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VIC Updates

  • July 2, 2019

The past week has seen a number of new reforms to VIC legislation that will affect current and potential property owners. Read below our summary of what’s been announced and how it could affect you.

Rental updates

During 2018 over 130 changes to the Residential Tenancies Act 1997 were passed in Victoria. These reforms aim to protect both landlords and renters by making fair changes. Many of these updates have already been implemented, however, the full-suite doesn’t come in to effect until July 2020.

As of the 19th of July 2019, two major changes will kick into gear:

  1.  Rent increases limited to once per year for new tenancy agreements 

Both periodic and fixed-term rental agreements are affected by this reform. Any rental agreement from the 19th July 2020 can only increase the cost of rent annually instead of twice annually as it was previously.

Landlords are still required to provide 60 days notice of any rental increase in writing. An updated notice of increase form will be available on the Vic.Gov site as of the 19th of July 2019.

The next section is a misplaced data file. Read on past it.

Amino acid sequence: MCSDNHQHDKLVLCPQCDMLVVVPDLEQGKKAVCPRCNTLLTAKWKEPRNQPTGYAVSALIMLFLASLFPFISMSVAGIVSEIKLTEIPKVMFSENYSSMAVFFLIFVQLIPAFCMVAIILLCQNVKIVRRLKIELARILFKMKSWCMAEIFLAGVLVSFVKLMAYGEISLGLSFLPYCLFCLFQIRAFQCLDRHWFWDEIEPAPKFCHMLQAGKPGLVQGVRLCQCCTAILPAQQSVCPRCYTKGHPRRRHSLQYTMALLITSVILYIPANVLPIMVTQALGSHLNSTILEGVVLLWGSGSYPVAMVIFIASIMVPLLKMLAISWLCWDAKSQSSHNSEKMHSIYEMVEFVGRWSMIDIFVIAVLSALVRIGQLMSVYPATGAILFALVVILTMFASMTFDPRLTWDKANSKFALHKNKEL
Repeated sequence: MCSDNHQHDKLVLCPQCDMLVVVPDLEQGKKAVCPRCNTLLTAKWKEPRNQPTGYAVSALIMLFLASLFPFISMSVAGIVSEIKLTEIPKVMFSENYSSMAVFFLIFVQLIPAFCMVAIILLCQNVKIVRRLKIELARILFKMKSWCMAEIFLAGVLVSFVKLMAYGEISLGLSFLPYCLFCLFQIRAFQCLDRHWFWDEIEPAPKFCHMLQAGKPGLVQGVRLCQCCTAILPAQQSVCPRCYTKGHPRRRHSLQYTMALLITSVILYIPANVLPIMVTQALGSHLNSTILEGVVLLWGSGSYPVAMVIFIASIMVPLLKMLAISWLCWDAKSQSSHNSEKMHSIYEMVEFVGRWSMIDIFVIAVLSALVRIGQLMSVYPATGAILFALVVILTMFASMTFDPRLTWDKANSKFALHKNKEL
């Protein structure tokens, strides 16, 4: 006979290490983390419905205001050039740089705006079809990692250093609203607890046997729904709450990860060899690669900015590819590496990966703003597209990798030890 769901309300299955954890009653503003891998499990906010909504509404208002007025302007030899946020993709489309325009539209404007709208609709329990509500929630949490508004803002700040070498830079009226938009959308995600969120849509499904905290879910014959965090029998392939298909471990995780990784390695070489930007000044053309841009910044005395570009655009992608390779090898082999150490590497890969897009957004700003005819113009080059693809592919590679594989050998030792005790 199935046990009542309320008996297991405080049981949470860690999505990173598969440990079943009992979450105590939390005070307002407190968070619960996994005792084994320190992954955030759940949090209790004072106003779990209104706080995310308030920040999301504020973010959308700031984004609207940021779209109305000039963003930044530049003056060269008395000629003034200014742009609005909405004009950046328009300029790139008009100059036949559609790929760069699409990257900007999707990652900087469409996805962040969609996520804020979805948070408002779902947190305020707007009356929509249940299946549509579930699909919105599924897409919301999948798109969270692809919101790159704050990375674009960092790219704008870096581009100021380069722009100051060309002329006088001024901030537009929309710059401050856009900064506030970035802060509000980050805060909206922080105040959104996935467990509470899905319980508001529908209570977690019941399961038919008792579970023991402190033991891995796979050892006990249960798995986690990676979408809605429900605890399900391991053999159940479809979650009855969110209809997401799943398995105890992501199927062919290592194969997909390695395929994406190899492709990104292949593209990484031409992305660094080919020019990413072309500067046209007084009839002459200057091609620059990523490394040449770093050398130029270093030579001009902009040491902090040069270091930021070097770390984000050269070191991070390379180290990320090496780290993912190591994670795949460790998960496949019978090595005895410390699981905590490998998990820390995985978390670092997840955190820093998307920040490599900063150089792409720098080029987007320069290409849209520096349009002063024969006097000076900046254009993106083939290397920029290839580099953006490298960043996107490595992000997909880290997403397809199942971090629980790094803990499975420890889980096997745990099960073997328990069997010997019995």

1.  The ‘Renting a home: a guide for tenants’ guide can now be shared electronically

Previously the Renting a home: a guide for tenants guide was to be provided to tenants as a printed booklet. New tenants now have the option to consent to receive the guide electronically via one of the following options:

A number of changes to Victorian rental laws have taken place since September 2018 and further improvements for renters and rental providers will trickle through until July 2020. 

Development Properties

Have you been thinking of buying or building a new development in Victoria? It has just been announced by the Victorian government that they are going to be to significantly extending a tax on development agreements.

Changes brought by the State Taxation Acts Amendment Bill 2019 means developers will be regarded as acquiring “beneficial ownership” of any site worth more than $1 million and will be subjected to 5.5 per cent stamp duty on potentially the entire value of the land.

This could potentially make housing more expensive for consumers and could push developers elsewhere, as anyone who enters into development agreements will now pay stamp duty as if there was a transfer of land.

With the state’s Treasury predicting a further 13.1 per cent decline in the Victorian market before it stabilises, this could trigger a $5.2 billion write-down in stamp duty expectations.

This is only affecting Victoria for now, but it is predicted that the other states will follow suit soon. We will post any updates in this space.

Photo credit:Brandon Griggs on Unsplash